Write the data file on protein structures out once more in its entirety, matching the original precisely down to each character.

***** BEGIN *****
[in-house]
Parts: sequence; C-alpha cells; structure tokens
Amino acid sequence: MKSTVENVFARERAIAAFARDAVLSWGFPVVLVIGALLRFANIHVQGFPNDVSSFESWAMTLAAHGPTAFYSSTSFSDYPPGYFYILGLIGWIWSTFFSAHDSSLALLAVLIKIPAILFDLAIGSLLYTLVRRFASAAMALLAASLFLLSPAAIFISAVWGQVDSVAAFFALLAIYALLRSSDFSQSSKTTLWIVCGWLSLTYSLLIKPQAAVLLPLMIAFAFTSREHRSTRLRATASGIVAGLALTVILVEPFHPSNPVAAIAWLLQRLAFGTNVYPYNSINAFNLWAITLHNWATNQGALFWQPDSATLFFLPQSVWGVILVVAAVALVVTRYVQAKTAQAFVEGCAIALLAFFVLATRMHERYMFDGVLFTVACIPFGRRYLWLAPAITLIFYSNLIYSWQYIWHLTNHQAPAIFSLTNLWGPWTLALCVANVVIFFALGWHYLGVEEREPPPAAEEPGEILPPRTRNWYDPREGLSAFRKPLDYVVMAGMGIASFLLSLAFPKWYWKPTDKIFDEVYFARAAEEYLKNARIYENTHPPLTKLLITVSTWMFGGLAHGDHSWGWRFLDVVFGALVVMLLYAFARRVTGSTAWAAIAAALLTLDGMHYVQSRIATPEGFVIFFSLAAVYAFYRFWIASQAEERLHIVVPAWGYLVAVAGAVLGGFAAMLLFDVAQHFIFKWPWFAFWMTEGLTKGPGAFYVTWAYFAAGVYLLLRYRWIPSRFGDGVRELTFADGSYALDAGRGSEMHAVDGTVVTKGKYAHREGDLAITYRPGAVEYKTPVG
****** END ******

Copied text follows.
[in-house]
Parts: sequence; C-alpha cells; structure tokens
Amino acid sequence: MKSTVENVFARERAIAAFARDAVLSWGFPVVLVIGALLRFANIHVQGFPNDVSSFESWAMTLAAHGPTAFYSSTSFSDYPPGYFYILGLIGWIWSTFFSAHDSSLALLAVLIKIPAILFDLAIGSLLYTLVRRFASAAMALLAASLFLLSPAAIFISAVWGQVDSVAAFFALLAIYALLRSSDFSQSSKTTLWIVCGWLSLTYSLLIKPQAAVLLPLMIAFAFTSREHRSTRLRATASGIVAGLALTVILVEPFHPSNPVAAIAWLLQRLAFGTNVYPYNSINAFNLWAITLHNWATNQGALFWQPDSATLFFLPQSVWGVILVVAAVALVVTRYVQAKTAQAFVEGCAIALLAFFVLATRMHERYMFDGVLFTVACIPFGRRYLWLAPAITLIFYSNLIYSWQYIWHLTNHQAPAIFSLTNLWGPWTLALCVANVVIFFALGWHYLGVEEREPPPAAEEPGEILPPRTRNWYDPREGLSAFRKPLDYVVMAGMGIASFLLSLAFPKWYWKPTDKIFDEVYFARAAEEYLKNARIYENTHPPLTKLLITVSTWMFGGLAHGDHSWGWRFLDVVFGALVVMLLYAFARRVTGSTAWAAIAAALLTLDGMHYVQSRIATPEGFVIFFSLAAVYAFYRFWIASQAEERLHIVVPAWGYLVAVAGAVLGGFAAMLLFDVAQHFIFKWPWFAFWMTEGLTKGPGAFYVTWAYFAAGVYLLLRYRWIPSRFGDGVRELTFADGSYALDAGRGSEMHAVDGTVVTKGKYAHREGDLAITYRPGAVEYKTPVG